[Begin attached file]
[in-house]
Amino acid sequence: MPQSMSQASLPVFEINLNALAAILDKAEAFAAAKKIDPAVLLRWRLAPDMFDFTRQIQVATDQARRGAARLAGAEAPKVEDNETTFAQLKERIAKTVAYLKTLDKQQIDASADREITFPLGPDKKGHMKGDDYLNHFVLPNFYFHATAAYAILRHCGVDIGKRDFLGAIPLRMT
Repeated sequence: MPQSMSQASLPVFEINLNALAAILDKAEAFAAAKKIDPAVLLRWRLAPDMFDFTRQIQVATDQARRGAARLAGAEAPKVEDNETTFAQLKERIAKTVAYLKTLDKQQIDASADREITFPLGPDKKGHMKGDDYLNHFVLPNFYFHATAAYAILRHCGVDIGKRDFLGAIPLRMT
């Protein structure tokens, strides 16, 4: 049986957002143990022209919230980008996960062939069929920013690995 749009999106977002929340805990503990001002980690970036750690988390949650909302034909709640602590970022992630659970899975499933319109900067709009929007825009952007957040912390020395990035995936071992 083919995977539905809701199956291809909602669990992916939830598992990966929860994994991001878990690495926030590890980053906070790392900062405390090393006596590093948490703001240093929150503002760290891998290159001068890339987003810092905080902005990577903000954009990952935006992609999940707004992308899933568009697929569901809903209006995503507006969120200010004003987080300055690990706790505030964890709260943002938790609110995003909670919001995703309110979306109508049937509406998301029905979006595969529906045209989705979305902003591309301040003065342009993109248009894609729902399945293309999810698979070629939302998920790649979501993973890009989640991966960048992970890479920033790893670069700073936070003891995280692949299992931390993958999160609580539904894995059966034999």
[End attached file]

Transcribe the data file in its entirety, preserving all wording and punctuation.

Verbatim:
[in-house]
Amino acid sequence: MPQSMSQASLPVFEINLNALAAILDKAEAFAAAKKIDPAVLLRWRLAPDMFDFTRQIQVATDQARRGAARLAGAEAPKVEDNETTFAQLKERIAKTVAYLKTLDKQQIDASADREITFPLGPDKKGHMKGDDYLNHFVLPNFYFHATAAYAILRHCGVDIGKRDFLGAIPLRMT
Repeated sequence: MPQSMSQASLPVFEINLNALAAILDKAEAFAAAKKIDPAVLLRWRLAPDMFDFTRQIQVATDQARRGAARLAGAEAPKVEDNETTFAQLKERIAKTVAYLKTLDKQQIDASADREITFPLGPDKKGHMKGDDYLNHFVLPNFYFHATAAYAILRHCGVDIGKRDFLGAIPLRMT
């Protein structure tokens, strides 16, 4: 049986957002143990022209919230980008996960062939069929920013690995 749009999106977002929340805990503990001002980690970036750690988390949650909302034909709640602590970022992630659970899975499933319109900067709009929007825009952007957040912390020395990035995936071992 083919995977539905809701199956291809909602669990992916939830598992990966929860994994991001878990690495926030590890980053906070790392900062405390090393006596590093948490703001240093929150503002760290891998290159001068890339987003810092905080902005990577903000954009990952935006992609999940707004992308899933568009697929569901809903209006995503507006969120200010004003987080300055690990706790505030964890709260943002938790609110995003909670919001995703309110979306109508049937509406998301029905979006595969529906045209989705979305902003591309301040003065342009993109248009894609729902399945293309999810698979070629939302998920790649979501993973890009989640991966960048992970890479920033790893670069700073936070003891995280692949299992931390993958999160609580539904894995059966034999």